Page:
Know before you go
Parking informationPark at the car park, SY7 9NZ, found very easily from The Bog Visitor Centre SY5 0NG. take the road towards Linley/More at the junction. Follow the road for half a mile, just after the boarding kennel the turning is on the left hand side.
Grazing animalsYes - please keep dogs on a lead.
Access from the car park is via a kissing gate. A stile leads directly to the rocky tor. Approaching from the north along the Shropshire Way there are stiles. The surfaced track is easy to follow, going off this track takes you onto tussocky heather and bilberry scrub with stony and uneven surfaces. You can ascend to the top of the site (not the top of the rock) steeply or gently. Once at the top the Shropshire Way follows the contour in both directions for sever hundred metres.
The heather vegetation can hide the track surface, where there are numerous protruding rocks, so please take care.
When to visit
Opening timesOpen at all times
Best time to visitAll year round
About the reserve
The Stiperstones is one of Shropshire’s wildest places with craggy tors and rost-shattered quartzite boulders strewn on the ground. While a large part of the heathland ridge was designated a National Nature Reserve in the 1960s, areas outside its boundaries were engulfed by the fashion for conifers. Large blocks of spruce and fir were planted, blocking out views and destroying the places where red grouse, curlew, skylark, grayling butterflies and emperor moths once lived.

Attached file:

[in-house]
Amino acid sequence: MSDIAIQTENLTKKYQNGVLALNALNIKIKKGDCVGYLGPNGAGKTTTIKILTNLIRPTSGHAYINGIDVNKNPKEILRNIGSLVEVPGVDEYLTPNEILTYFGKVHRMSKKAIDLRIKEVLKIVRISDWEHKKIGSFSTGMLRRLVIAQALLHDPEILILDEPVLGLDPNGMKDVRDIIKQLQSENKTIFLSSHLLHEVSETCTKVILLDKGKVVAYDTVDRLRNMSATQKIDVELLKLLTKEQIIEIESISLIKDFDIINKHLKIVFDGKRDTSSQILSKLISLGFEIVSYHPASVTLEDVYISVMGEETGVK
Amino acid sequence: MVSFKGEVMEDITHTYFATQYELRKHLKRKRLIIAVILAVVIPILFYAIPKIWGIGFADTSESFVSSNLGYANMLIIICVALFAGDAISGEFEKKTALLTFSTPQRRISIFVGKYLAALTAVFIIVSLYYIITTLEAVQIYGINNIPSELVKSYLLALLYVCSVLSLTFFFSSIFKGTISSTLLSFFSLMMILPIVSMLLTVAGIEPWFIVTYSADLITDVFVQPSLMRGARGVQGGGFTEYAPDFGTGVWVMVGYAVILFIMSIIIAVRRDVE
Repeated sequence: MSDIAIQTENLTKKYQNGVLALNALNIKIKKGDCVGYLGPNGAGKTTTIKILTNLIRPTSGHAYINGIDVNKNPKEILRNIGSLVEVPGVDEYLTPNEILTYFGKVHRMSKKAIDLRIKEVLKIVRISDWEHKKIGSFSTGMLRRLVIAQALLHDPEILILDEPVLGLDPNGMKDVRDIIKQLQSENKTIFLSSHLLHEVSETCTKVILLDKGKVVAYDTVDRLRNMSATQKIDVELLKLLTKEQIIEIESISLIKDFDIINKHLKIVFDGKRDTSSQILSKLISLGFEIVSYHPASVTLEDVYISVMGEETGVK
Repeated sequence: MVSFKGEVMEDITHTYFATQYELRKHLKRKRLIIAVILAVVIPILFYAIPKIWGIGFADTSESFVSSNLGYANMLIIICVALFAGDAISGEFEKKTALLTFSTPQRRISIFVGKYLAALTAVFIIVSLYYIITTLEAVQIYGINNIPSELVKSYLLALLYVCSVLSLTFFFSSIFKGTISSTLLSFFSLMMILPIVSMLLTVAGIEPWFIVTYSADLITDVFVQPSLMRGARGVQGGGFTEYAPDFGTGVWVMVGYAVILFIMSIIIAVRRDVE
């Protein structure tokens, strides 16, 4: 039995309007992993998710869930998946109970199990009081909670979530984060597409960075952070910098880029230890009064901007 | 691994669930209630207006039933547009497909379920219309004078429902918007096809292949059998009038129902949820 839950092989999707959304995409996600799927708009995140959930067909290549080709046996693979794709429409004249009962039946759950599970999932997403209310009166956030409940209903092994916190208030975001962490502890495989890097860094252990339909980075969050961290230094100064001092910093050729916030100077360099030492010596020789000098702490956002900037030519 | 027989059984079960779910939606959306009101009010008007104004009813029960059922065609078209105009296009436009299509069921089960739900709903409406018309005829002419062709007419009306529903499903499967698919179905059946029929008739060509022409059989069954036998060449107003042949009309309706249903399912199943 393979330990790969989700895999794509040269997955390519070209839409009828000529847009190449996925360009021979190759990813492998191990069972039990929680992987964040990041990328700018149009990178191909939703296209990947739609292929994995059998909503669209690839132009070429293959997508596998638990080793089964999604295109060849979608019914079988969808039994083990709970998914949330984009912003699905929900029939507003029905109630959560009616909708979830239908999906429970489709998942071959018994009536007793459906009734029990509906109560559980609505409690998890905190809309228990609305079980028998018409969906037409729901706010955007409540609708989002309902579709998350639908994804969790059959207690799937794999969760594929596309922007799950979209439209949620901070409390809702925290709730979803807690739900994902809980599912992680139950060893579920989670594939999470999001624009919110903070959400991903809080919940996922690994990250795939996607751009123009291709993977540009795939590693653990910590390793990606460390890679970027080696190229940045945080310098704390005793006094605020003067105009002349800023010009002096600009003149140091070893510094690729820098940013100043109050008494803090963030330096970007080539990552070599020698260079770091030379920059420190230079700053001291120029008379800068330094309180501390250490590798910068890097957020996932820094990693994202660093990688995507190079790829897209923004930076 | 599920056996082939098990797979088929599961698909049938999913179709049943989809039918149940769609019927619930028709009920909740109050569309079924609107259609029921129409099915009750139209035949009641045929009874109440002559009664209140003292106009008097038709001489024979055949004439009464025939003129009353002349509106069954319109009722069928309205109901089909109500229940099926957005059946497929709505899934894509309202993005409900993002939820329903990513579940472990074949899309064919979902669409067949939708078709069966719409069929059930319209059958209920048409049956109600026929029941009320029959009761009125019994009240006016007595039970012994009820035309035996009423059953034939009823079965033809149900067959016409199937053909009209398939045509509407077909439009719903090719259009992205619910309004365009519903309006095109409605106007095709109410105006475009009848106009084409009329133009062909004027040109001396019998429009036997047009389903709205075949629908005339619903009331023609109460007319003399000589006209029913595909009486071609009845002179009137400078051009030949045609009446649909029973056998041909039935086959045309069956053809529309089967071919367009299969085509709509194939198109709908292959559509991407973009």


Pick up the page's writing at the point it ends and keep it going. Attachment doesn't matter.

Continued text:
Some years ago Shropshire Wildlife Trust teamed up with English Nature (later Natural England), the Forestry Commission and others to restore heathland across the Stiperstones ridge through a project called Back to Purple. Today most of the conifers have gone and the purple flowers of heather along with juicy, dark whinberries have reappeared.
When the emperor moth caterpillar can creep from one end of the Stiperstones ridge to the other, the Back to Purple project will have achieved its original aim. The scheme has spurred on the felling of hundreds of acres of conifers planted in the 1960s and given heather and whinberry a chance to return. Conifer plantations were felled at Nipstone in 2001 and 2006 and the speed of recovery has been amazing. Already drifts of purple heather and bilberry are back, skylarks and meadow pipits nesting among the tussocks. An 11-acre swathe of oaks, rowan and ash has been planted, creating new foraging habitat for bats and birds.